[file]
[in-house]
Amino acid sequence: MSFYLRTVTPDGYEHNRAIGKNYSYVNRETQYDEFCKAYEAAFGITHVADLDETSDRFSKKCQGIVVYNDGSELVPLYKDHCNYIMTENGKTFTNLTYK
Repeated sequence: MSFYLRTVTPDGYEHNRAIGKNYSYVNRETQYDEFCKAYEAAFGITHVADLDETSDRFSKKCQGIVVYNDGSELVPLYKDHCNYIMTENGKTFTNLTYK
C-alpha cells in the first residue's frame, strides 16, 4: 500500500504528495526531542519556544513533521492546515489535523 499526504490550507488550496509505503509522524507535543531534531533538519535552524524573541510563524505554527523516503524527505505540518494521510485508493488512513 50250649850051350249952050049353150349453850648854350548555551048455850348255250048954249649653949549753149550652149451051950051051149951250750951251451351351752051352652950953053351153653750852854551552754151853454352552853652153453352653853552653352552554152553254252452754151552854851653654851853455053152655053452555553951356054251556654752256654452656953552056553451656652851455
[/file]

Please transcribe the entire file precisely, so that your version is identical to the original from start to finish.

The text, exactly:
[in-house]
Amino acid sequence: MSFYLRTVTPDGYEHNRAIGKNYSYVNRETQYDEFCKAYEAAFGITHVADLDETSDRFSKKCQGIVVYNDGSELVPLYKDHCNYIMTENGKTFTNLTYK
Repeated sequence: MSFYLRTVTPDGYEHNRAIGKNYSYVNRETQYDEFCKAYEAAFGITHVADLDETSDRFSKKCQGIVVYNDGSELVPLYKDHCNYIMTENGKTFTNLTYK
C-alpha cells in the first residue's frame, strides 16, 4: 500500500504528495526531542519556544513533521492546515489535523 499526504490550507488550496509505503509522524507535543531534531533538519535552524524573541510563524505554527523516503524527505505540518494521510485508493488512513 50250649850051350249952050049353150349453850648854350548555551048455850348255250048954249649653949549753149550652149451051950051051149951250750951251451351351752051352652950953053351153653750852854551552754151853454352552853652153453352653853552653352552554152553254252452754151552854851653654851853455053152655053452555553951356054251556654752256654452656953552056553451656652851455